There was a chill in the air because I’d left the heat off, and the blanket too. My neck was sore as well, from too much looking the wrong way in my sleep. The hangover wasn’t going to be a big one because it had gotten the message, and by that I mean I’d switched to water to abate a bout of puking. On the desk, above wine stains and ash, was the limp scribble of poems and ideas, and I left them like that. There was a break in the clouds, so I went to shake the cobwebs out of my eyes with the World Press Photo 2016 exhibit.
I go every year and it’s unrelentingly moving. It must be what the devout feel, when they are true and genuine – a sense of awe for the magnitude of life, love, suffering and wonder and your place within it. All the frills and waves and hope of colours, contrasts and lens flares in my Instagram feed don’t touch what is at these exhibits. I usually breeze past the Sport section, taking a mild interest in the nature section, before absorbing the People and News sections.
By now, the myriad wars and refugee crises, in perfect juxtaposition with the environmental and societal tolls of urban expansion in places like China, are as muted as the stylised monochrome photos. Not muted in ferocity or volume, but muted like a dull, rolling pain that has gone on so long the memory of how it was before, is silenced.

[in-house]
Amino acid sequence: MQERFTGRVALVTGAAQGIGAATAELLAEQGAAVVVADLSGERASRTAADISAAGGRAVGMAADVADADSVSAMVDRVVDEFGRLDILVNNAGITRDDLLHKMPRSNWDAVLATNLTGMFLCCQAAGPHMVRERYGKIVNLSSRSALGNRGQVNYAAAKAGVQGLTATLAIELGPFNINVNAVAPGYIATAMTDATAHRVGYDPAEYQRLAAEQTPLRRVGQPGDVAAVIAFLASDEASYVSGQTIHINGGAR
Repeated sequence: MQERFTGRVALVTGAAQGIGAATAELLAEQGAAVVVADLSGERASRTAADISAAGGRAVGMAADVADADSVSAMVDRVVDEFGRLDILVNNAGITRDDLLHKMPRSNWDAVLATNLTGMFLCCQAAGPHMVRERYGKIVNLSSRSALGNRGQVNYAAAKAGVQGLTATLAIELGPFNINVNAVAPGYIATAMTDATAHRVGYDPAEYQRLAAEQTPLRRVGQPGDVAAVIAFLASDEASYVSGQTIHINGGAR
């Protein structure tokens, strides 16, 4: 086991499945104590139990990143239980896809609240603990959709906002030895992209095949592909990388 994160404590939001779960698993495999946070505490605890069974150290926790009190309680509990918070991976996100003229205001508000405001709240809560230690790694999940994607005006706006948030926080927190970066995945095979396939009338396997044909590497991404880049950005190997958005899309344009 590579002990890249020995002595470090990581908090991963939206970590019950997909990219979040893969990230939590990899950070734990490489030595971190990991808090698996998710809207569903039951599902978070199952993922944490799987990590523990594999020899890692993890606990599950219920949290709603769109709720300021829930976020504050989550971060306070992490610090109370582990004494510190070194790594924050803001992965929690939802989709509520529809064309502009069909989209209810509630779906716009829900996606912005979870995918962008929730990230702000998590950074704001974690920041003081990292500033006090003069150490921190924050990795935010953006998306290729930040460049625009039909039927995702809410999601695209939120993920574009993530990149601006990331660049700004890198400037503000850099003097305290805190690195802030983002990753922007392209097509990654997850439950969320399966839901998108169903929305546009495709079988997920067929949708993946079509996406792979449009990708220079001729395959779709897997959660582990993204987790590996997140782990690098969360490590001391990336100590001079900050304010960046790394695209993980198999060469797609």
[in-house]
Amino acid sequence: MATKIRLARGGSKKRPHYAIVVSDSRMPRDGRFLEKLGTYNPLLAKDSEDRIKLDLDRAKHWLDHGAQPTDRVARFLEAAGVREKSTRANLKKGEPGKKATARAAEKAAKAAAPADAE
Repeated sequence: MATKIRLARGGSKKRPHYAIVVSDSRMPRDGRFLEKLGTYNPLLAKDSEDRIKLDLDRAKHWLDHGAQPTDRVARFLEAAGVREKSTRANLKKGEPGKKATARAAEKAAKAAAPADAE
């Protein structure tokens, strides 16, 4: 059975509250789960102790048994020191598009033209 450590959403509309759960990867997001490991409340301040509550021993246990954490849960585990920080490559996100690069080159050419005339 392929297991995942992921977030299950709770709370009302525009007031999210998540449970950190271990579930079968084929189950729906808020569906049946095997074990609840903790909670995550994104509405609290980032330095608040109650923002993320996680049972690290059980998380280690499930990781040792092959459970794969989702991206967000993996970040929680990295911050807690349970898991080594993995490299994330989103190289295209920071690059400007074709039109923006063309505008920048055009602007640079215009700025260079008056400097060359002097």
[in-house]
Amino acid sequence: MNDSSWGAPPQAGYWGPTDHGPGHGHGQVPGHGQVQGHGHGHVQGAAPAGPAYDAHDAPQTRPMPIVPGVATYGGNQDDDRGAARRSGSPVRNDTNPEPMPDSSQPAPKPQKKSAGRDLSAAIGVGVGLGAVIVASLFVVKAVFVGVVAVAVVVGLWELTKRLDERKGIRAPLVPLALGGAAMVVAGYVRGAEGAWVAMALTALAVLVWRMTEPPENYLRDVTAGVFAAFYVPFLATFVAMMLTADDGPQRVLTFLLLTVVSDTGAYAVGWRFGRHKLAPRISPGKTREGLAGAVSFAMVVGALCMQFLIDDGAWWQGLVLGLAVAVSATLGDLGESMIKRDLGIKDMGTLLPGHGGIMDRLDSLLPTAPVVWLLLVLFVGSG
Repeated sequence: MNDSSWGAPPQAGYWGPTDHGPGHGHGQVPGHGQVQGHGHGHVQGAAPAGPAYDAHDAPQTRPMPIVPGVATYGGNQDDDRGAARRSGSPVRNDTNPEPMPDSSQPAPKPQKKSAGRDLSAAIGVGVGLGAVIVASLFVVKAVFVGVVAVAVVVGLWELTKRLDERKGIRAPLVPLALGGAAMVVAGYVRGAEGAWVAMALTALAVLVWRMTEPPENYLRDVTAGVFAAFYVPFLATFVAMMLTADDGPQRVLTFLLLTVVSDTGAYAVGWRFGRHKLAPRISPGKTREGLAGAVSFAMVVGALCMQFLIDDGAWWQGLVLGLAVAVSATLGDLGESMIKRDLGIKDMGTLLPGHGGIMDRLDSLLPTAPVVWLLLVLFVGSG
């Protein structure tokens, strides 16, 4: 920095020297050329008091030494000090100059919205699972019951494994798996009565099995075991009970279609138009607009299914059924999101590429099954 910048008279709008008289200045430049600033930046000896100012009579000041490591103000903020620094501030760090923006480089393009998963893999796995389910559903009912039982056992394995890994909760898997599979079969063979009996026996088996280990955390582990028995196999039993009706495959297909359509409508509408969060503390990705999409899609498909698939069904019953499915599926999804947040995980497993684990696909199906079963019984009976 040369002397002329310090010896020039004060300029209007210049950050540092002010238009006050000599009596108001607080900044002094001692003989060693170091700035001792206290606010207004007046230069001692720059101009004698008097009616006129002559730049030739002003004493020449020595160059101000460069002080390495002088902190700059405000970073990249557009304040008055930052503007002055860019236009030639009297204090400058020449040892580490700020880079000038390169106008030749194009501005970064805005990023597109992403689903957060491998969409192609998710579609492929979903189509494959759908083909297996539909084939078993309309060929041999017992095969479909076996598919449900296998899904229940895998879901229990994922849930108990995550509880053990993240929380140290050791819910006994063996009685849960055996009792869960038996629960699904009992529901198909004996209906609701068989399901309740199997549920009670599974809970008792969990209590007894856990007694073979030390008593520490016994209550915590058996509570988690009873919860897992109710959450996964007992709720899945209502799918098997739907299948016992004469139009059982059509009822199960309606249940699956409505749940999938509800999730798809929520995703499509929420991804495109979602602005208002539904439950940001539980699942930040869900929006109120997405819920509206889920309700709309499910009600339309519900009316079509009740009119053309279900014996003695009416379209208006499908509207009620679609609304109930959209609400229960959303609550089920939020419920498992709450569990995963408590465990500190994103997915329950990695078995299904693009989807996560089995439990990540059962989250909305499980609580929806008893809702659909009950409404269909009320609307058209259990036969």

The most enveloping photos this time around, were not the usual wounded and wailing people, but a series of photos taken of a couple in their 60s trying to enjoy their last days as they both died from cancer. The series was shot by their daughter. The images of the parents being silly at the dinner table and washing dishes in ridiculous wigs were more potent even than hospital beds and tender hugs. The other supremely affecting series was of women who live with MST (Military Sexual Trauma) i.e. women who were raped by fellow soldiers. Words are kind of ineffective in expressing why that series punched so hard.
The last photo I saw on the way out was more in line with the tragic images you’d expect at this exhibit, sadly. It was of a father holding his daughter in his lap. He was blanched and disconsolate while she was like a stiff, oversized doll, covered in blood. I then walked to Pitt St Mall to pick up something to help me edit my #SydneyFilmSchool projects, walking past the camp of homeless people outside a defunct cafe directly opposite the Reserve Bank of Australia. Down Martin Place, past the Lindt Cafe where a couple were taking a selfie, as though it were just a famous landmark, and not the scene of a fatal crime. Then on to the mall itself, where 3 kids where singing and dancing for money in front of a crowd of people muttering their amazement and amusement. “aren’t they cute!”
Yes. They were.